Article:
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ACA Repeal Failure: Sigh of Relief for 48,000-Plus in NH

Kids remain on their parents' coverage until age 26 and at least 48,000 residents in New Hampshire continue expanded Medicaid coverage due to the Trump administration's failure to repeal the Affordable Care Act. (Gage Skidmore/Wikimedia Commons)
Kids remain on their parents' coverage until age 26 and at least 48,000 residents in New Hampshire continue expanded Medicaid coverage due to the Trump administration's failure to repeal the Affordable Care Act. (Gage Skidmore/Wikimedia Commons)
March 27, 2017

CONCORD, N.H. — With the GOP's plan to replace the Affordable Care Act now dead on arrival, the debate over how to fix health care in the U.S. is heating up again.

MaryLou Beaver, director at Every Child Matters in New Hampshire, said the fact that the Affordable Care Act will remain the law of the land is not just good news for Granite State kids, but also for their parents.

"Healthy kids need healthy parents, and the Medicaid expansion - 48,000 or more in our state - are covered under that,” Beaver said. "Now, our state legislators can get to work on the New Hampshire Health Protection Program."

A Medicare for All Act pending in Congress would provide immediate and comprehensive coverage to all Americans by expanding Medicare, the popular single-payer program already in place for people age 65 and older.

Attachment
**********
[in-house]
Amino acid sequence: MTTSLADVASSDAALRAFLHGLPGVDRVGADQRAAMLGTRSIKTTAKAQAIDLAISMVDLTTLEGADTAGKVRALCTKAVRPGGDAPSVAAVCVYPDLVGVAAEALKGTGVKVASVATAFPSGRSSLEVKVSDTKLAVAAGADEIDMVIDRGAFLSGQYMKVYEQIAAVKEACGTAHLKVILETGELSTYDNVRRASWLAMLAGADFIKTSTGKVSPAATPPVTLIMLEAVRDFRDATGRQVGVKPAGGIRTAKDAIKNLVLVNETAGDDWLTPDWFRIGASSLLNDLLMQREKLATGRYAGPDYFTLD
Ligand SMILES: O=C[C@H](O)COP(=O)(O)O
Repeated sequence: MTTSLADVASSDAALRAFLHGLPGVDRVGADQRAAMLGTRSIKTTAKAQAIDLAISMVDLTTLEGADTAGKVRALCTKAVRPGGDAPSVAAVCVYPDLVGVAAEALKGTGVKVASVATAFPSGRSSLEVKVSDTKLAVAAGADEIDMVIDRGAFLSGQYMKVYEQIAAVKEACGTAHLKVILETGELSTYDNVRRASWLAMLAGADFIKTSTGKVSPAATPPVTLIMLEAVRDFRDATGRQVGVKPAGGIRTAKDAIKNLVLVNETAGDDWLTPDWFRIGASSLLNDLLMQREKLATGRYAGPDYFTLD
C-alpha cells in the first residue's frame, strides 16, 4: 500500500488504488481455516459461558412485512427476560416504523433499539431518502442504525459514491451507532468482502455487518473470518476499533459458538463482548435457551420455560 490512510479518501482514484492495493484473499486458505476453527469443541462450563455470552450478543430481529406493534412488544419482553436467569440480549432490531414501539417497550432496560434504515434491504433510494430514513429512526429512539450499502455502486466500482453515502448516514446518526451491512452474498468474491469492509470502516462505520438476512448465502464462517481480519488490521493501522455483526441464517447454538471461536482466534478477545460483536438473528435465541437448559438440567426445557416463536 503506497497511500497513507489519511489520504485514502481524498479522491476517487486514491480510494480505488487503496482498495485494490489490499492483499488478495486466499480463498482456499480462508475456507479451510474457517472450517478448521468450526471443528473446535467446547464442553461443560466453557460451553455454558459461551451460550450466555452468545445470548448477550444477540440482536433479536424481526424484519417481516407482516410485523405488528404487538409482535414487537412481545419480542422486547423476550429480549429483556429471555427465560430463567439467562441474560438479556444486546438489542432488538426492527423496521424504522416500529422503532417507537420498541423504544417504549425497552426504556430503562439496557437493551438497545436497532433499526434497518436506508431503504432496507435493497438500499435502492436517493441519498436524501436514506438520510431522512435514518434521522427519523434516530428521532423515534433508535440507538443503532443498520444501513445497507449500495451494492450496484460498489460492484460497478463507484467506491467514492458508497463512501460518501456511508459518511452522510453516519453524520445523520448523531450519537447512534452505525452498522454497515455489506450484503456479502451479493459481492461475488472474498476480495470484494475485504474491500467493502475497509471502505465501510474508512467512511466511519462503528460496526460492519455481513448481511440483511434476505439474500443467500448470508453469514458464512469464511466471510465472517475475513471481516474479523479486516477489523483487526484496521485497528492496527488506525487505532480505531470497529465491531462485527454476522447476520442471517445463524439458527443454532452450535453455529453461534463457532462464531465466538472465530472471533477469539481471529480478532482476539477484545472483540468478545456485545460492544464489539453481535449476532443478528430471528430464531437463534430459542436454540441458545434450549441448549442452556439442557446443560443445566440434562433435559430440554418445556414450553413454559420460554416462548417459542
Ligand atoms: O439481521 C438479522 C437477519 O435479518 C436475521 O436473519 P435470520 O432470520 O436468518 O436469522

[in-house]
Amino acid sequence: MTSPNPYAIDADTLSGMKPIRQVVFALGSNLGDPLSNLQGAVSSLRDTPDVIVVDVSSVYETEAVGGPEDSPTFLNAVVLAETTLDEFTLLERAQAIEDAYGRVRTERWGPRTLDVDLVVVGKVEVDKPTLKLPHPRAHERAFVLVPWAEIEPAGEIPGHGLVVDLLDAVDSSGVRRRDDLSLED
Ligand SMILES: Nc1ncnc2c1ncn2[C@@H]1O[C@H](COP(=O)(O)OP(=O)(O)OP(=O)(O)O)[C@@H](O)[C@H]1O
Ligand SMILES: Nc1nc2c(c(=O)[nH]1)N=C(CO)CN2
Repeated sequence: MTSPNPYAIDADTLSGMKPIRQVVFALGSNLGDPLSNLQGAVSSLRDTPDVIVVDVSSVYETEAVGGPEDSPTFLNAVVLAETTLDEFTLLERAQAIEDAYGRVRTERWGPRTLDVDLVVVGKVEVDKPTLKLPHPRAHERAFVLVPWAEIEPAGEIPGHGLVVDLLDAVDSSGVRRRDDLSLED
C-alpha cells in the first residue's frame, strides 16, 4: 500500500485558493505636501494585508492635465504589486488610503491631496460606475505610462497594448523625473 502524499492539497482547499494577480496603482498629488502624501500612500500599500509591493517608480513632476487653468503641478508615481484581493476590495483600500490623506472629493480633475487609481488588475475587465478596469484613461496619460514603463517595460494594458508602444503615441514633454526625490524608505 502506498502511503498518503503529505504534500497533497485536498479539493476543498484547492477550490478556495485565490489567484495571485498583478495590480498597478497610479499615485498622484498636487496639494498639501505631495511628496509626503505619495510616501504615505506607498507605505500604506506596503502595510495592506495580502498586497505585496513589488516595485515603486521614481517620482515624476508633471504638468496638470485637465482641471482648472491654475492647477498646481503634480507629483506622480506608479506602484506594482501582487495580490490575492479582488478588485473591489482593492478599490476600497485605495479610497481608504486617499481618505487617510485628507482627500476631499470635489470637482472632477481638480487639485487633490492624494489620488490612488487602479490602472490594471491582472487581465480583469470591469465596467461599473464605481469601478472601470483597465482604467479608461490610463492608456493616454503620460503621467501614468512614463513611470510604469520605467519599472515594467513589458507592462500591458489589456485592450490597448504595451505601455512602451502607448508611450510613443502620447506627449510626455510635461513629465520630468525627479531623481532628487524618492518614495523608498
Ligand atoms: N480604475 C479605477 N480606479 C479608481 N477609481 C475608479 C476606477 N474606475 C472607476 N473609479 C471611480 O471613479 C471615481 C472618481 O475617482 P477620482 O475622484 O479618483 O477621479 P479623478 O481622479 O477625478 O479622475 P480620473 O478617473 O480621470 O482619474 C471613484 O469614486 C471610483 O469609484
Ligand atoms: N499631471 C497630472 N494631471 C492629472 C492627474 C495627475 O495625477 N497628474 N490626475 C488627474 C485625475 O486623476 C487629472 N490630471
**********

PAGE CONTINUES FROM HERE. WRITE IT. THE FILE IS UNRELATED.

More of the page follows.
Critics have said the move would be too costly. But independent analysis of similar legislation found that 95 percent of U.S. households would pay less than they do in the current system of insurance premiums, deductibles and co-pays.

Glenn Pearson, former president of Physicians for a National Health Program, said the failure of the American Health Care Act presents a unique opportunity for President Trump to make good on his campaign promises for more coverage and better benefits by moving beyond for-profit models.

"America is the only wealthy country in the world that has a free market, for-profit system,” Pearson said. "It treats health care as a commodity, like buying a TV. In every other country, health care is a human right."

Beaver said she is aware that this may be only a temporary victory and that the Trump administration could again try to repeal the Affordable Care Act.

"At least for the time being, our kids are covered,” she said. “Children will be able to remain on their parents' coverage until they are 26. Kids with pre-existing conditions aren't going to be impacted. "

A National Day of Action calling for universal, guaranteed health care is set for April 8, the first day of the congressional recess.

Mike Clifford, Public News Service - NH